Civil Rights Movement

Was the non-violent civil rights movement of the 60's successful?

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May 14, 2009 5:59PM

Non-violent protest led to very rapid change in the USA

including voting, educational, economic and social rights for

blacks. The main reason for the success was the principal of

non-violence. Because of non-violent protest, whites who benefited

from Segregation but who were not overt racists saw the truth that

their non-action was wrong. Here are excerpts from MLK's sermon,

Love thy Nieghbor: Now there is a final reason I think that Jesus

says, "Love your enemies." It is this: that love has within it a

redemptive power. And there is a power there that eventually

transforms individuals. That's why Jesus says, "Love your enemies."

Because if you hate your enemies, you have no way to redeem and to

transform your enemies. But if you love your enemies, you will

discover that at the very root of love is the power of redemption.

You just keep loving people and keep loving them, even though

they're mistreating you. Here's the person who is a neighbor, and

this person is doing something wrong to you and all of that. Just

keep being friendly to that person. Keep loving them. Don't do

anything to embarrass them. Just keep loving them, and they can't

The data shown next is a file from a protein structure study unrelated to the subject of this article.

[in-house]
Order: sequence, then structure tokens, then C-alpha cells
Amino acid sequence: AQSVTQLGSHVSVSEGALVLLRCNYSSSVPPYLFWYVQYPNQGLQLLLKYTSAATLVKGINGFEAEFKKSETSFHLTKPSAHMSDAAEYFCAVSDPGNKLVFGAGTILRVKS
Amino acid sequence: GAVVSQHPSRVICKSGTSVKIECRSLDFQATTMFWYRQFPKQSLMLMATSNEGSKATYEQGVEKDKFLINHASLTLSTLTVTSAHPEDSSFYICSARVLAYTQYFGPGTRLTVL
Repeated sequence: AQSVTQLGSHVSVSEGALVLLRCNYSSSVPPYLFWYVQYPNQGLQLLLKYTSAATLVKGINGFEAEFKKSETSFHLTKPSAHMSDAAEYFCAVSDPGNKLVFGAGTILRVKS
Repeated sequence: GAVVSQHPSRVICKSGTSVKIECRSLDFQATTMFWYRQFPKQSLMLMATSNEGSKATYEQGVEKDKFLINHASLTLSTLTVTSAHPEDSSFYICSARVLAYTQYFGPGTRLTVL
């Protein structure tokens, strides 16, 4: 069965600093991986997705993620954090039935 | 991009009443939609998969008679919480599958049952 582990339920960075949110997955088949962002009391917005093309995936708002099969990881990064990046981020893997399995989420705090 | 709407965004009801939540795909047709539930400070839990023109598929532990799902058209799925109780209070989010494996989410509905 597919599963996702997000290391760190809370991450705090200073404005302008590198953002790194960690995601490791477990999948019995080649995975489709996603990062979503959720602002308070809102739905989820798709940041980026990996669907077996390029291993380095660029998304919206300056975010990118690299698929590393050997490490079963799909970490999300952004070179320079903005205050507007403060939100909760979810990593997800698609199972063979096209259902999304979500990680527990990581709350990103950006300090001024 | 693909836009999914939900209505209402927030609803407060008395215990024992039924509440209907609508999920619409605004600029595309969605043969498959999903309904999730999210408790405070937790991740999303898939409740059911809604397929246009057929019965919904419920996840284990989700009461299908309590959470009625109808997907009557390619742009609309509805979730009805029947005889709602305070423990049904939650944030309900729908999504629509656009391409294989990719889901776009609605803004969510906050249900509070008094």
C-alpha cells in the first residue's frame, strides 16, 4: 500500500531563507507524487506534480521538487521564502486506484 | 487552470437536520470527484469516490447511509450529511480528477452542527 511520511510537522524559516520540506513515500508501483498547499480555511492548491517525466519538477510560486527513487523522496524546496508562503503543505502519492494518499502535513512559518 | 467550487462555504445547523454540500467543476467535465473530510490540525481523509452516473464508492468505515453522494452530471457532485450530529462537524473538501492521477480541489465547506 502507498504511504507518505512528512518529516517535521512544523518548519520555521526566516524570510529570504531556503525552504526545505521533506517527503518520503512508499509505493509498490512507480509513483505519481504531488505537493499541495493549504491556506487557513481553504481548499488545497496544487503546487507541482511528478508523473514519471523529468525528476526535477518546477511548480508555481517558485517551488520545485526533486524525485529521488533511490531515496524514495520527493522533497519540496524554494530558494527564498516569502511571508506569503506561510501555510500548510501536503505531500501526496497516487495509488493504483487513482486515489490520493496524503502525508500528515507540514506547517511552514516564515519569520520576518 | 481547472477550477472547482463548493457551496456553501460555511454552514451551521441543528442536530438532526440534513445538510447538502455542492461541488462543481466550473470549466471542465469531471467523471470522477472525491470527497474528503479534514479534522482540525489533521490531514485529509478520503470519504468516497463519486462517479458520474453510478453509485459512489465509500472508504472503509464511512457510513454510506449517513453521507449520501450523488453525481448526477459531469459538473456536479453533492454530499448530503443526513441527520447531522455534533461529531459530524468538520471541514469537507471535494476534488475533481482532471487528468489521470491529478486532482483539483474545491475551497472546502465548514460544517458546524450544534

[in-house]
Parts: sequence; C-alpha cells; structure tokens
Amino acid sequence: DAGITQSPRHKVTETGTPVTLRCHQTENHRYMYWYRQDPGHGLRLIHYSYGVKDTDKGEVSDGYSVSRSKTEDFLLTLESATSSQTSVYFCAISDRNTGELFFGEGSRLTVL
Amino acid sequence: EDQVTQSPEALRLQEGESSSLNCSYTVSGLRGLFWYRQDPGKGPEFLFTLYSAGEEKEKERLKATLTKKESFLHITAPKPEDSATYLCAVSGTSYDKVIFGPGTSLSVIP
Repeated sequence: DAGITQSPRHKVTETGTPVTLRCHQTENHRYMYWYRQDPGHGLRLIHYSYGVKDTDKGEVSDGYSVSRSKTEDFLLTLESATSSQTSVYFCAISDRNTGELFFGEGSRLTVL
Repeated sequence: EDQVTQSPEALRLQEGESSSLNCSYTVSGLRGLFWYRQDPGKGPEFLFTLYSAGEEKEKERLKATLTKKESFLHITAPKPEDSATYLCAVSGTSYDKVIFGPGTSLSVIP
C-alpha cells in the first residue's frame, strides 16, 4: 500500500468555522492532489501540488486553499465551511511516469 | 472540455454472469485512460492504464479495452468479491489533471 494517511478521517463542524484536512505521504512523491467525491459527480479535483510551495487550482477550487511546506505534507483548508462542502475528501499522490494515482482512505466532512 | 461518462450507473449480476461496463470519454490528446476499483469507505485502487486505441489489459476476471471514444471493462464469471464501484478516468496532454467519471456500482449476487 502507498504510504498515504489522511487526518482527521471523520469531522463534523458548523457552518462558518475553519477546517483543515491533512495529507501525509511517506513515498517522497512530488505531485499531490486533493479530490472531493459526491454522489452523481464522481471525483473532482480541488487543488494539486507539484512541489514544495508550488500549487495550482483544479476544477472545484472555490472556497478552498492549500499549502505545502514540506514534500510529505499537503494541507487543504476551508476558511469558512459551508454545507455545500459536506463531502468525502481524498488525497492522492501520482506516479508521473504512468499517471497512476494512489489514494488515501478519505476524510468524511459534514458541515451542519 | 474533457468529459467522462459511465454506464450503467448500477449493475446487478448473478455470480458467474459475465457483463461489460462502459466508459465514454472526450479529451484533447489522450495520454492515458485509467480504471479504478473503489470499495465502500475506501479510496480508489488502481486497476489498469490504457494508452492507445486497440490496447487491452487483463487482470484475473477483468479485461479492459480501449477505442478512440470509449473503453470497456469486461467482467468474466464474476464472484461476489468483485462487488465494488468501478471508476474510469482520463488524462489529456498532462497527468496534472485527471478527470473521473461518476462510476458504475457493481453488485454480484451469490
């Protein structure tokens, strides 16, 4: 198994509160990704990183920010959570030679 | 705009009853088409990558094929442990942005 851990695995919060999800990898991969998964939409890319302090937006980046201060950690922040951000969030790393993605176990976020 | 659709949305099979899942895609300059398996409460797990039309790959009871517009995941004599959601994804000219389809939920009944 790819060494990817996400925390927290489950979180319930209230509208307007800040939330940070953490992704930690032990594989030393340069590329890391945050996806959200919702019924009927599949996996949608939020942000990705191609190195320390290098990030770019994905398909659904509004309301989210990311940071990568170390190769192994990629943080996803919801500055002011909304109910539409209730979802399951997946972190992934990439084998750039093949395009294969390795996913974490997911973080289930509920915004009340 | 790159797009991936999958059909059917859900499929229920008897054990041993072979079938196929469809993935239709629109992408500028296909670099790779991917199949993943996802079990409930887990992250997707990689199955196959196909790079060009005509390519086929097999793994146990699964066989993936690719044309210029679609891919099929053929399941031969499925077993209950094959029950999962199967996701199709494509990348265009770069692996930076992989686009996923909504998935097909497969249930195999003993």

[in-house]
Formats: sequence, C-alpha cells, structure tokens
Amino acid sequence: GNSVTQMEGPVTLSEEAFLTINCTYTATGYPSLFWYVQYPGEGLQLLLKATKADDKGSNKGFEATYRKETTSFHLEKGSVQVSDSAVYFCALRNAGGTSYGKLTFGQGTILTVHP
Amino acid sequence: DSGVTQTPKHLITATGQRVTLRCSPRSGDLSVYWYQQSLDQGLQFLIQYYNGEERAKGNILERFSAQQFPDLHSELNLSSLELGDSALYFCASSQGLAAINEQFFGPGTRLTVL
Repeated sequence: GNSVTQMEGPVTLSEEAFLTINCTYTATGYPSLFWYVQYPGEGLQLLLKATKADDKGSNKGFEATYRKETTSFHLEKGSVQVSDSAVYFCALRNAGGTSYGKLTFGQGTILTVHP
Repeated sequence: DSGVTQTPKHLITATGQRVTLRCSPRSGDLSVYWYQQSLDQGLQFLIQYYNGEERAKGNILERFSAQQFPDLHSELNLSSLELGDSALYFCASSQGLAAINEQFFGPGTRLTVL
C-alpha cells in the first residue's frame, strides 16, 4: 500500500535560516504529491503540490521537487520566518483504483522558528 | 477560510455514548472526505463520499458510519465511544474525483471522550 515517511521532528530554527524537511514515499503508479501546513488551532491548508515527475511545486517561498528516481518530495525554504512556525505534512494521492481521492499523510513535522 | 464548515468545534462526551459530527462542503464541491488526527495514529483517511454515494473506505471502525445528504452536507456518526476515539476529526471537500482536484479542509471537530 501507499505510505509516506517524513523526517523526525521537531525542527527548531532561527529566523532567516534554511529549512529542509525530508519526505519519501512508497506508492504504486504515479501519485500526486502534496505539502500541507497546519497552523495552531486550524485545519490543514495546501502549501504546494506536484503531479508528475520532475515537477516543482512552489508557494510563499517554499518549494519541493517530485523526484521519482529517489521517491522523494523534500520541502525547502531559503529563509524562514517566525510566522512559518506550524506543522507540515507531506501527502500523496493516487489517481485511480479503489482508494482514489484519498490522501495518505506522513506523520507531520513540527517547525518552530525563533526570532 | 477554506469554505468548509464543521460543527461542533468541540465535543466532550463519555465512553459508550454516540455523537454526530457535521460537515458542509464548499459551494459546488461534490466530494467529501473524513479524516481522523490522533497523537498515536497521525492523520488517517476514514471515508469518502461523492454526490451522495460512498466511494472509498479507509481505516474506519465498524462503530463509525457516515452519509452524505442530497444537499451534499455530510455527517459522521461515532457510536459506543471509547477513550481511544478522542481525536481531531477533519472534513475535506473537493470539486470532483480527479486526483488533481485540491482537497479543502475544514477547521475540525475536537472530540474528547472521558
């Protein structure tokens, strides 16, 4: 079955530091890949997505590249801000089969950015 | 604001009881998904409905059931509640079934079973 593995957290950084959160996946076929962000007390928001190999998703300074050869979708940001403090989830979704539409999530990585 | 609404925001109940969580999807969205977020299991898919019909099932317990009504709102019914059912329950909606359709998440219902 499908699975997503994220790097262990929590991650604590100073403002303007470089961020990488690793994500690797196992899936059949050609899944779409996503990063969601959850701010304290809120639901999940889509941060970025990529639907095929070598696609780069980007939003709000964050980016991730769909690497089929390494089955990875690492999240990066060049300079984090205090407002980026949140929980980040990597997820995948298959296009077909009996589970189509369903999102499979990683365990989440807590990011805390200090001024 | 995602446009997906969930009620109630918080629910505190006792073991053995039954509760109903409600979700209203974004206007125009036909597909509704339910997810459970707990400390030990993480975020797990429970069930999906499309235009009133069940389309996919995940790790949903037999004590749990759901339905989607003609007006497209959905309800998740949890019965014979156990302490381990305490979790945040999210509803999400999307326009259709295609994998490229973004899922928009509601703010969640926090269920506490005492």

stand it too long. Oh, they react in many ways in the beginning.

They react with bitterness because they're mad because you love

them like that. They react with guilt feelings, and sometimes

they'll hate you a little more at that transition period, but just

keep loving them. And by the power of your love they will break

down under the load. That's love, you see. It is redemptive, and

this is why Jesus says love. There's something about love that

builds up and is creative. There is something about hate that tears

down and is destructive. So love your enemies. So this morning, as

I look into your eyes, and into the eyes of all of my brothers in

Alabama and all over America and over the world, I say to you, "I

love you. I would rather die than hate you." And I'm foolish enough

to believe that through the power of this love somewhere, men of

the most recalcitrant bent will be transformed. Love Your

Enemies, Delivered at Dexter Avenue Baptist Church, Montgomery,

Alabama, on 17 November 1957. Martin Luther King, Jr. Estate

Collection (in private hands)

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